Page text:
Yesterday was the day of the workshop with local stakeholders. It was a pretty busy day with lots of presentations and interesting discussions.
Ram Ramanathan introduced the project, and Yanqing Duan followed with an introduction to Big Data and IoT for fishing by Yan. The former head of EPAGRI’s Aquaculture and Fisheries Development Center – CEDAP, in Santa Catarina and based in Florianopolis, Dr. Fabiano Müller Silva, then discussed various research activities of EPAGRI. He mentioned that EPAGRI is currently working with CEFAS on a remote sensing project. Dr Hilton and Dr Solano then briefly presented some details of fishing activities being carried out by EPAGRI. Dr Bruno Corrêa da Silva, EPAGRI researcher discussed a previously unsuccessful technology implementation project. Prof. Joaquim Valverde then talked about the architecture of an Information Technology Platform for Sustainable Aquaculture.
The afternoon session involved a group discussion and focus group exercise where two groups are asked to discuss the interview questions. We got the following findings:
- The current socio-economic and political situation in the country is a major threat to sustainability. A strong legal framework for aquaculture could make the industry to modernise. Bureaucracy is slowing things down (for example, laws voted in 2012 were only implemented in 2018). Licensing should become faster as well.
- Automation, generators and automatic feeders were considered the most important technologies required.
- The group felt that current operations of AF may not be sustainable in the long run owing to water pollution in tanks and lack of proper water treatment in ponds.
- Communication at many remote farms is difficult as these sites often do not have any mobile phone coverage, let alone broadband access. Alternatives such as satellite and radio-based internet are expensive and as such farmers are reluctant to invest.
- While water quality monitoring is interesting, its true potential will reveal itself when coupled with other data (such as feeding data). The group suggested linking local data with multiple data sources (temperature, oxygen, etc.) to help improve productivity. They are willing to engage with further discussion on the TAF project team. Quote for the group feedback “the experience with using technology so far is positive, so there is no reason for not using the technologies.”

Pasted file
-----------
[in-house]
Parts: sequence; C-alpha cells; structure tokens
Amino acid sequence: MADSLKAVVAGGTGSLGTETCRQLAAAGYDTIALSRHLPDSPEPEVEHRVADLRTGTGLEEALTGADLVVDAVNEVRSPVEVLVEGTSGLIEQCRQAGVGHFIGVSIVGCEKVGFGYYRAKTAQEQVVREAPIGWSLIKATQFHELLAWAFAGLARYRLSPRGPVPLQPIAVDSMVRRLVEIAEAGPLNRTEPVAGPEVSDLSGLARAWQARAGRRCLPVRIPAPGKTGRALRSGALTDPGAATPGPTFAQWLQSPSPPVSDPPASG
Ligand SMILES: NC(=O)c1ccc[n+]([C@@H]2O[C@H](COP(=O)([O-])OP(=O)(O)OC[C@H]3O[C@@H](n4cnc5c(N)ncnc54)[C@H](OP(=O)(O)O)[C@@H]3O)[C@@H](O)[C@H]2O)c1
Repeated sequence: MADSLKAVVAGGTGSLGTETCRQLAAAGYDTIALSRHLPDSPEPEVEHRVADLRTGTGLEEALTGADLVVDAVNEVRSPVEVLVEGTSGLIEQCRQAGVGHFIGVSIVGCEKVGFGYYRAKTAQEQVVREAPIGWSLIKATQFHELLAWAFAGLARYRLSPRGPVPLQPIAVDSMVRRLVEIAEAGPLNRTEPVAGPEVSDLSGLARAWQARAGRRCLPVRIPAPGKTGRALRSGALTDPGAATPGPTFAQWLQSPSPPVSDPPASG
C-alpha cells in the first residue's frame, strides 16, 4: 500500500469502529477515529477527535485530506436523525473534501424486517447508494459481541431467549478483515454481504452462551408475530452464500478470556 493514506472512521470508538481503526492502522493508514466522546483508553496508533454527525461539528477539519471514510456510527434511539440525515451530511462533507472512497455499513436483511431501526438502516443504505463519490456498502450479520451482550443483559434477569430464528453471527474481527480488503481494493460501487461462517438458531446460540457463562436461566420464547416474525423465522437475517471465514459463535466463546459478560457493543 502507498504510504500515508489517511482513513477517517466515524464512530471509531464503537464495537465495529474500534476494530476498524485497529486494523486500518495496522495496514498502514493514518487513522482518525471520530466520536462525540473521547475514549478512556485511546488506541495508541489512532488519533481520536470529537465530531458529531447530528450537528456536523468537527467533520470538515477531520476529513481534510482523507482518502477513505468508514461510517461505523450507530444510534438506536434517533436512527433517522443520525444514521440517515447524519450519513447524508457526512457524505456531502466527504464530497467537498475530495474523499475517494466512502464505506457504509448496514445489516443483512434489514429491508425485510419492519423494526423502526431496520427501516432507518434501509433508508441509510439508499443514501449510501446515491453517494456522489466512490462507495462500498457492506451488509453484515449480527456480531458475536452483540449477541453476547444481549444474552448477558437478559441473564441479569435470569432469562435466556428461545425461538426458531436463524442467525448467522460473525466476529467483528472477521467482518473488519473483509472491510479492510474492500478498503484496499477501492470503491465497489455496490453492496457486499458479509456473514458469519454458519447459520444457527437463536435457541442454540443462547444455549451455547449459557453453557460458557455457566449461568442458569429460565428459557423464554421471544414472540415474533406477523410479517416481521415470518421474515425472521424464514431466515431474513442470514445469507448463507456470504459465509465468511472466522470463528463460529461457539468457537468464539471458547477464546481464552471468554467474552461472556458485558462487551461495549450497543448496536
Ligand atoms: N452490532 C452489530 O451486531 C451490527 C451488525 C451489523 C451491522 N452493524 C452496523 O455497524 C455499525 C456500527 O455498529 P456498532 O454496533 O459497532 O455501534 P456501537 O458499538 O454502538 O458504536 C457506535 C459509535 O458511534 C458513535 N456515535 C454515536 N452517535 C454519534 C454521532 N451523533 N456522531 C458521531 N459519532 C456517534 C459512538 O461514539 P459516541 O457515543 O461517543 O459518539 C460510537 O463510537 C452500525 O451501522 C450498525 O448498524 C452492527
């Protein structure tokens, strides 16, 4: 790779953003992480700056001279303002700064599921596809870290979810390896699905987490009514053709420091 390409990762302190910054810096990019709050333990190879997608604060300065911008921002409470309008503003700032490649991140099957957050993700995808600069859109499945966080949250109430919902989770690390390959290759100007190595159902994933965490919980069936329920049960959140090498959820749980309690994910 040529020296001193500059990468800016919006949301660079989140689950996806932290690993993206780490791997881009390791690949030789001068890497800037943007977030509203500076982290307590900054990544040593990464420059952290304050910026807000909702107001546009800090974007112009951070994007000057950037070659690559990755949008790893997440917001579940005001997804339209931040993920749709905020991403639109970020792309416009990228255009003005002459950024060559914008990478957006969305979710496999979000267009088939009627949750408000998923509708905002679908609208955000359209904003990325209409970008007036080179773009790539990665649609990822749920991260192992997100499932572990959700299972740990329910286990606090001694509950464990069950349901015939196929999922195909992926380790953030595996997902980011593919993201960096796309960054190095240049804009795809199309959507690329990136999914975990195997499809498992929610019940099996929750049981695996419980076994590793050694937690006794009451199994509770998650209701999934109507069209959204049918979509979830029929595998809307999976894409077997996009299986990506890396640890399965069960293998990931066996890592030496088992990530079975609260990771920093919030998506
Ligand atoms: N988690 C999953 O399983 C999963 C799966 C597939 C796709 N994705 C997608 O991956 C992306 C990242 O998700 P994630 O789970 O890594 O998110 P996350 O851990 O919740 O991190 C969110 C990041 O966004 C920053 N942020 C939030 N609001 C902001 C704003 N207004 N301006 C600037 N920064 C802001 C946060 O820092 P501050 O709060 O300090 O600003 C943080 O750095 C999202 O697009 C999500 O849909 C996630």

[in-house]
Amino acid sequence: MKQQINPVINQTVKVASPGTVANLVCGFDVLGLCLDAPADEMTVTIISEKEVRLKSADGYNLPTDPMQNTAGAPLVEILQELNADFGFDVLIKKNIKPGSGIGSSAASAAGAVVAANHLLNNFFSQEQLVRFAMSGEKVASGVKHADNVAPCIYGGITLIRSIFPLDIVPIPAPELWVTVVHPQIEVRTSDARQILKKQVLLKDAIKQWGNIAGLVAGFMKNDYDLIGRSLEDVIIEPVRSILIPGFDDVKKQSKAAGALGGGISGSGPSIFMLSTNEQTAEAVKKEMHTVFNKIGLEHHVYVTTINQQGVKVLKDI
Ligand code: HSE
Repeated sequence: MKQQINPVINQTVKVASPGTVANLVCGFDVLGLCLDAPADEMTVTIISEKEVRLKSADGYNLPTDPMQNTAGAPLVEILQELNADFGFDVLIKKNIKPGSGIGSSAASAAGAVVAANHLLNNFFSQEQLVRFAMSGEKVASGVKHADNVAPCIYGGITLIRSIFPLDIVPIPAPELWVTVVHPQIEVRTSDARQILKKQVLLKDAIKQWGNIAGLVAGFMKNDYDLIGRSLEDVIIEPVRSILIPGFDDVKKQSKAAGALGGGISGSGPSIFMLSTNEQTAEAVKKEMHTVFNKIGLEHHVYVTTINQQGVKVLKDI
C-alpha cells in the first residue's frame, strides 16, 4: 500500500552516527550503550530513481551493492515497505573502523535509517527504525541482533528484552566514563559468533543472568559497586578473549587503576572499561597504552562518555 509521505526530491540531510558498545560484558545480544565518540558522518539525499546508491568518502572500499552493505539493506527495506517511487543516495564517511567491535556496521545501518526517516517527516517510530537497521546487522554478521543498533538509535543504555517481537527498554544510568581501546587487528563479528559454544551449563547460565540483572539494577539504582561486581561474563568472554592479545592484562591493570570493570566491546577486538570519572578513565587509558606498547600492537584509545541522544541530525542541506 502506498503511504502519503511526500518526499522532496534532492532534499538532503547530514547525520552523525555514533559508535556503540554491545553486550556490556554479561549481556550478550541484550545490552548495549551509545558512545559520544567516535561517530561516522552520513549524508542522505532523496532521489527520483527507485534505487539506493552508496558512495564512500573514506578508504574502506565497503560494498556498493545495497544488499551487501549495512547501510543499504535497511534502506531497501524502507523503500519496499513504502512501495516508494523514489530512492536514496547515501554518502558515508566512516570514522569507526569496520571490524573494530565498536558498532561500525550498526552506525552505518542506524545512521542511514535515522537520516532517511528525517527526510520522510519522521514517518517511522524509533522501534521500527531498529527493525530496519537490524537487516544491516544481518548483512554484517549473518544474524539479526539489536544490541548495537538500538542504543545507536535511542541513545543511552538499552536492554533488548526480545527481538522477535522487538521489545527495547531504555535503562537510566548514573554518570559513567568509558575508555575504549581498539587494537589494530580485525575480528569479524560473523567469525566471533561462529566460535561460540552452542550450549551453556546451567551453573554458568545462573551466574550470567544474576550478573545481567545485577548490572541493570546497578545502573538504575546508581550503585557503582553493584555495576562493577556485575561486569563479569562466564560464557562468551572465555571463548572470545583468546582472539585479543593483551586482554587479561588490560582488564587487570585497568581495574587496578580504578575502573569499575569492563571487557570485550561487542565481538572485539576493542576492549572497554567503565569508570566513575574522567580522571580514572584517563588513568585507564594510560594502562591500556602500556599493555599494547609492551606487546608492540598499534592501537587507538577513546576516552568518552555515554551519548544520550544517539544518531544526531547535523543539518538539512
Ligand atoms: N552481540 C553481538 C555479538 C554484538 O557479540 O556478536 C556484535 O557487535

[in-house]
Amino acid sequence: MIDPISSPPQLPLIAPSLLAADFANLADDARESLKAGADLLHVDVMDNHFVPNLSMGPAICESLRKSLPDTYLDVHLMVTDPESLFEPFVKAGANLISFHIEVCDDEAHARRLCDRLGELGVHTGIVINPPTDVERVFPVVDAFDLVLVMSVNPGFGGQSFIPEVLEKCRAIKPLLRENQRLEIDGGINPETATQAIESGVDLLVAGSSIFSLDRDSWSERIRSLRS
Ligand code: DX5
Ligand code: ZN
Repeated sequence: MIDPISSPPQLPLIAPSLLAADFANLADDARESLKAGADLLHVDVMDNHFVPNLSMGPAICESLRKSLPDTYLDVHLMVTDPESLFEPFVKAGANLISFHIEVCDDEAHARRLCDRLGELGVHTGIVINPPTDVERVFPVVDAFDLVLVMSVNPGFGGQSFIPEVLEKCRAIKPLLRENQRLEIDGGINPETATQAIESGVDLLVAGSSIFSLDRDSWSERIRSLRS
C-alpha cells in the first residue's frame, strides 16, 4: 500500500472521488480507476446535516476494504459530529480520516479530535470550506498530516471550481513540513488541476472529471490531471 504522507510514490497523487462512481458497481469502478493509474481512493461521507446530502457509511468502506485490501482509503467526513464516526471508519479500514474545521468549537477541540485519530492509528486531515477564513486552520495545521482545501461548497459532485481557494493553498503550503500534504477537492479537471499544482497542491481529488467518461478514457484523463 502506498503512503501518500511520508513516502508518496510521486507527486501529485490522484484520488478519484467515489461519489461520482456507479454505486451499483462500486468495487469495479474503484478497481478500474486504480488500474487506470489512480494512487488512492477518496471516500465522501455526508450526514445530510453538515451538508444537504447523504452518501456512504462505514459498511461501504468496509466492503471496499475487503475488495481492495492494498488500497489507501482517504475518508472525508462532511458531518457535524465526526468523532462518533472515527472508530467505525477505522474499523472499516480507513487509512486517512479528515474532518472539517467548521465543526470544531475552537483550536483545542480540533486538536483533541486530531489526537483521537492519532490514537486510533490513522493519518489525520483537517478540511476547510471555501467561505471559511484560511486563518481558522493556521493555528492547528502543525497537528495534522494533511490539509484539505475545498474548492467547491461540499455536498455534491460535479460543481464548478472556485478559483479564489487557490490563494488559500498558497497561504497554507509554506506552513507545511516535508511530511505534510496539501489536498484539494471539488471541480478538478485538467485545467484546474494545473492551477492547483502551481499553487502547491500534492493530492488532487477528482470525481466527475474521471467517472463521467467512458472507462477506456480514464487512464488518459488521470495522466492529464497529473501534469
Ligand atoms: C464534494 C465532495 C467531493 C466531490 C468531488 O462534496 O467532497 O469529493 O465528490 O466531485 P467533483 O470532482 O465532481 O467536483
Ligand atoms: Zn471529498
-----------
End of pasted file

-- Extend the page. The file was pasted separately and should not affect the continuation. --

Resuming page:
- There are challenges for data collection, integration, use of secondary data and accuracy for future Big Data and IoT adoption. We will need to design a robust process to organize all data properly. This is a big interest to professor Valverde, who, with a software engineer background, is specialized in this area.
During his presentation, Dr Bruno talked about an unsuccessful technology implementation. The subsequent discussion brought out the details: the manufacturer went out of business and as such support stopped, the price was high, thereby limiting appeal to farmers, and maintenance was difficult (due to the membrane becoming clogged with green algae/chlorophyll affecting its performance). Coming from the discussion point above, the participants came to the conclusion that a new technology implementation would have to follow the guidelines below:
- choose technology from a wider pool of technologies but with local conditions in mind;
- avoid sensors that are not suited to local water conditions (e.g. a probe type sensors or optical sensors may be more preferable to membranes);
- choose appropriate technology for the size of ponds (as a technology suited for large ponds may not work well with smaller ponds);
- choose reliable suppliers or test/adapt the technology by investing in research & development; and,
- make use of local expertise in Santa Catarina, which has abundant supply of electric motors and integrate with sensors.
As you can see, some of the findings had already come to the surface yesterday so today we got a confirmation of the concerns the local stakeholders have regarding artisanal fisheries.